"It's a whole other world out here, " I remarked in awe.

"It's lovely lovely," he grinned in response, raising his eyebrows and cocking his head in a sort of self-mocking acknowledgment of his role in this dreamland production.

Since my arrival at Disneyland, I've been wondering how to explain the appeal of the place. I think of myself as immune to canned reality, far too sophisticated to be seduced this easily. My colleagues must view me in this same light. They've been chuckling at me and my Disneyfied glee.

The monumental effort behind such a carefully manicured vision is a given, yet you don't ever see anyone laboring at it. It all takes place after hours or very discreetly in remote corners. I think it's because the vision is so smooth and tightly controlled that we fall for the fantasy. And, after a weekend of listening to science teachers at wit's end over plummeting student achievement in STEM skills (Science, Technology, Engineering, and Mathematics), over the lack of meaningful support from the highest levels of government to reverse the trend, and over distorted national priorities, the Disneyland cocoon provides respite. Tinkerbell is there to wave her magic wand to wish it all away, and for a day or two, I believe.

Tuesday, April 04, 2006


Spring is the traditional season for demonstrations in France (May 1 is workers' day), and indeed students, labor unions, and citizen sympathizers have been demonstrating for a couple of weeks in Paris and in other major French cities. My father is in Paris this week, and he's been sending regular email updates. He reports that much of the action in Paris has been near iconic sites such as the Eiffel Tower, the Bastille, and the Place de la Republique, which is close to where he is staying. Air, rail, and metro traffic has been impacted, and many schools and businesses have closed on strike days.

Unlike the rioting last autumn, which was focused in poor immigrant ghettos, the upheaval this time is in the urban core. It is largely a white, middle-class protest of a new labor law that extends the period of employment probation for workers under the age of twenty-six to two years (currently the probationary period is only a matter of a couple of months). During the probationary period, employers have the right to dismiss young workers for just about any reason. The new law was meant to open up job opportunities for youth (a major issue in last fall's rioting), but instead, most young people in France resist the idea of American-style at will employment. They want the new law abolished. President Chirac has stepped in, changing the language of the law a little so as to ensure that, at a minimum, employers give reasons for dismissing youth employees.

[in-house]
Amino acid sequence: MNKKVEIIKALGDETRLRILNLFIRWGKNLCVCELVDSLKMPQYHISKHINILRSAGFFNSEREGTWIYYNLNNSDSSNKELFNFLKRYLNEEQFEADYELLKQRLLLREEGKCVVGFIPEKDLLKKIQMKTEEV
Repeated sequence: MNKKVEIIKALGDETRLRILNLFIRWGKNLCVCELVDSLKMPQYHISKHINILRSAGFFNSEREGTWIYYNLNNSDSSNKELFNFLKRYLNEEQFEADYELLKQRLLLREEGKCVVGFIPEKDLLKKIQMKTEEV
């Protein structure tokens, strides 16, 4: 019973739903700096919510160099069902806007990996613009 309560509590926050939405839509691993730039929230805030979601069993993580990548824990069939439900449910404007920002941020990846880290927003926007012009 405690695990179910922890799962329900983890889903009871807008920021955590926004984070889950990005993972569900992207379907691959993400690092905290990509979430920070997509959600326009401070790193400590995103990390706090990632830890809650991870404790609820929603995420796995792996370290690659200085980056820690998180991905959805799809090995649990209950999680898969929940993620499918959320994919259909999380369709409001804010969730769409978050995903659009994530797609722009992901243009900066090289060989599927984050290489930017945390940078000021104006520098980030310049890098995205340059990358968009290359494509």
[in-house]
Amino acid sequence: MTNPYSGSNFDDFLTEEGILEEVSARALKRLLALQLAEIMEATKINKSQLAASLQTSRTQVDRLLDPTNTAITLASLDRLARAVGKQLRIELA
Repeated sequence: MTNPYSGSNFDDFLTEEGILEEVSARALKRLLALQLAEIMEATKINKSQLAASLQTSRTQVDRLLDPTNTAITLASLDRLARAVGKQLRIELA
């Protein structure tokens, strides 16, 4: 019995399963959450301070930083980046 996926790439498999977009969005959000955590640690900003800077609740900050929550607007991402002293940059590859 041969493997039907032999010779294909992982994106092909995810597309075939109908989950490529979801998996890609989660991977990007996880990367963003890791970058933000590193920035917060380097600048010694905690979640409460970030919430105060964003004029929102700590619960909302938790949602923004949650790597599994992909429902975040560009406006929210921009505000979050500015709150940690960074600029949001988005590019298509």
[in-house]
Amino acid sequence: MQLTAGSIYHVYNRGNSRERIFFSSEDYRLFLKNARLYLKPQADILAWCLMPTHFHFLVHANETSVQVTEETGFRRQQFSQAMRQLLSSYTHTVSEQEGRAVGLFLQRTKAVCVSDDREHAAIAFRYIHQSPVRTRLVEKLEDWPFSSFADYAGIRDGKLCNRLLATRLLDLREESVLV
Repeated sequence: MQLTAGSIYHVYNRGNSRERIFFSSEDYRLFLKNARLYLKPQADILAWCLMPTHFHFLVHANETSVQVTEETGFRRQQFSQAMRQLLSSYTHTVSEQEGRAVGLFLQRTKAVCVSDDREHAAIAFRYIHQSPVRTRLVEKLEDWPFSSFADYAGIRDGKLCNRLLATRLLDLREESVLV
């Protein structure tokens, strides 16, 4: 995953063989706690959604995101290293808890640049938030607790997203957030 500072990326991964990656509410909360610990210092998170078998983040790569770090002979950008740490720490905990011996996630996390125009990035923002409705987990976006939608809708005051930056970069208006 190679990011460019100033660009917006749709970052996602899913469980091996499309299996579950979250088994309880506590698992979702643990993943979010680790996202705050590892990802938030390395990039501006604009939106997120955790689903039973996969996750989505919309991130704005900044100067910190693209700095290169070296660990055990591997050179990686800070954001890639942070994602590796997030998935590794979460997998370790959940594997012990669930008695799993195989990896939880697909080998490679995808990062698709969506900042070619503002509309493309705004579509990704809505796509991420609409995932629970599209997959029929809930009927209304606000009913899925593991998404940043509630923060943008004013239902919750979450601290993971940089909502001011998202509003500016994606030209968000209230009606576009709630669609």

La Chef writes to me about the demonstrations in highly reflective terms. As a grandmother, she sees her grandchildren inheriting a very different world from the one in which she grew up and lived out most of her career. She sees the forces of economic globalization at work in France and says that many of the changes to French labor law, against which so many citizens are protesting, are a foregone conclusion. We agree that the socio-economic contract that has provided job security in France for more than half a century is falling apart, and that historic change such as this is painful.

In broad terms, I wonder how changes to employment patterns impact culinary traditions. In the United States, with low unemployment and a high percentage of working families, quick meals in front of the television are increasingly the norm. Eating at restaurants during the work week has become de rigueur. The number of families heading for restaurants to celebrate holiday meals is skyrocketing, and the industry is quickly adjusting. The same trends are appearing in France, where the hours-long family meal is becoming a relic of the past. French grocery stores carry more prepared and pre-packaged foods, and even Valrhona, the preeminent French chocolatier, has begun to produce and sell chocolate chips as well as standard bar chocolate for cooking. Chips are easier for the home cook, who can save time and avoid the mess that comes with chopping up the large and heavy blocks of Valrhona chocolate into manageable pieces.

I discovered a 3-kilo bag of Valrhona chips in La Chef's cupboard last fall. Although she laments the passing of "slow food" and makes her career out of preserving slow food values (local and organic production of food, seasonal eating, home cooking using only the freshest of ingredients), she loves the chips. "Easier for melting," she says. On this trip to Paris, I've sent my father to Georges Detou in the Les Halles neighborhood for a 3-kilo bag of Valrhona chips for me. I've already gone through almost an entire bag from his most recent trip to Paris in early March. The chips are perfect for an Americanized version of the French "reine de saba," a sort of molten brownie traditionally made with pulverized almonds. Below is the easy American version.

Americanized Reine de Saba

12 ounces Valrhona chocolate chips (American semisweet chocolate chips will work too)
1/3 cup butter
1/2 cup sugar
2 eggs
2 teaspoons vanilla
1/2 cup flour
1/2 teaspoon baking powder
1/4 teaspoon salt

1) Melt 6 ounces (about one cup) of the chips and the butter in a small pan over low heat. (You can melt the chocolate and butter in the microwave or over a doubleboiler as well.) Pour the melted chocolate and butter into a medium-sized bowl.

2) Beat the sugar into the melted chocolate. Then mix in the eggs, one at a time. Stir in the vanilla.

3) Sift together the dry ingredients and stir into the chocolate mixture, blending well. Add the remaining 6 ounces of chips (not melted) to the batter.

4) Pour the batter into a buttered 8-inch pie dish or cake pan and bake for about 23 minutes* in a 350-degree oven (for glass pans; 375-degree oven for non-glass). Serve warm with ice cream.

*Note that chocolate brownies, cakes, and cookies are best if pulled from the oven a little underdone. If overcooked, chocolate desserts become too dry. Twenty-three minutes is just about right for this recipe.